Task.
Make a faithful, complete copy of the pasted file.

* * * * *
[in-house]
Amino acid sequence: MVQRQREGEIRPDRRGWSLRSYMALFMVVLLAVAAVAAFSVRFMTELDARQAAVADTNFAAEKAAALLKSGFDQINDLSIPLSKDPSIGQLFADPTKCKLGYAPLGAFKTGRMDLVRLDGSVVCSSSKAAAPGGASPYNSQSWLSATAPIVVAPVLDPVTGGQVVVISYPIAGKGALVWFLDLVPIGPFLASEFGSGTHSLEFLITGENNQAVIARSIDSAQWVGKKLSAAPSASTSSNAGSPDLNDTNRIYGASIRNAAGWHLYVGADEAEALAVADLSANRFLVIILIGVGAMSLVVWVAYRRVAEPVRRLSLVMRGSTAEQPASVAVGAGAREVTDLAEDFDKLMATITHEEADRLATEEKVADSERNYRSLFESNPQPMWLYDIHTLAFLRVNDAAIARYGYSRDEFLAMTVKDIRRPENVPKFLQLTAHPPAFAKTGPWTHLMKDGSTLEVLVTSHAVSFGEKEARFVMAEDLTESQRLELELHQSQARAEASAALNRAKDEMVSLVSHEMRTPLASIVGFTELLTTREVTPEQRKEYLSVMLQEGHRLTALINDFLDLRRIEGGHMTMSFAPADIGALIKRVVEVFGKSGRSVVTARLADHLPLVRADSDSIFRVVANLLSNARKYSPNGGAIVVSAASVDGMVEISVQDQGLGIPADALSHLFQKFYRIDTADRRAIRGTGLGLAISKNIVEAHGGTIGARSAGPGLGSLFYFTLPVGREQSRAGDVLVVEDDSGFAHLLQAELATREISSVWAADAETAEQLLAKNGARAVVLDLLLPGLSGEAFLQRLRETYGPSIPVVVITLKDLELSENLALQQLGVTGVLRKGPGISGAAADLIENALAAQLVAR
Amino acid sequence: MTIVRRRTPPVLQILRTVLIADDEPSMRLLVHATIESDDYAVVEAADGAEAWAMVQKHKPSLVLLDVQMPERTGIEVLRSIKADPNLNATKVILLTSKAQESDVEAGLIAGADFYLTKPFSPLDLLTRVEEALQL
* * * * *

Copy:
[in-house]
Amino acid sequence: MVQRQREGEIRPDRRGWSLRSYMALFMVVLLAVAAVAAFSVRFMTELDARQAAVADTNFAAEKAAALLKSGFDQINDLSIPLSKDPSIGQLFADPTKCKLGYAPLGAFKTGRMDLVRLDGSVVCSSSKAAAPGGASPYNSQSWLSATAPIVVAPVLDPVTGGQVVVISYPIAGKGALVWFLDLVPIGPFLASEFGSGTHSLEFLITGENNQAVIARSIDSAQWVGKKLSAAPSASTSSNAGSPDLNDTNRIYGASIRNAAGWHLYVGADEAEALAVADLSANRFLVIILIGVGAMSLVVWVAYRRVAEPVRRLSLVMRGSTAEQPASVAVGAGAREVTDLAEDFDKLMATITHEEADRLATEEKVADSERNYRSLFESNPQPMWLYDIHTLAFLRVNDAAIARYGYSRDEFLAMTVKDIRRPENVPKFLQLTAHPPAFAKTGPWTHLMKDGSTLEVLVTSHAVSFGEKEARFVMAEDLTESQRLELELHQSQARAEASAALNRAKDEMVSLVSHEMRTPLASIVGFTELLTTREVTPEQRKEYLSVMLQEGHRLTALINDFLDLRRIEGGHMTMSFAPADIGALIKRVVEVFGKSGRSVVTARLADHLPLVRADSDSIFRVVANLLSNARKYSPNGGAIVVSAASVDGMVEISVQDQGLGIPADALSHLFQKFYRIDTADRRAIRGTGLGLAISKNIVEAHGGTIGARSAGPGLGSLFYFTLPVGREQSRAGDVLVVEDDSGFAHLLQAELATREISSVWAADAETAEQLLAKNGARAVVLDLLLPGLSGEAFLQRLRETYGPSIPVVVITLKDLELSENLALQQLGVTGVLRKGPGISGAAADLIENALAAQLVAR
Amino acid sequence: MTIVRRRTPPVLQILRTVLIADDEPSMRLLVHATIESDDYAVVEAADGAEAWAMVQKHKPSLVLLDVQMPERTGIEVLRSIKADPNLNATKVILLTSKAQESDVEAGLIAGADFYLTKPFSPLDLLTRVEEALQL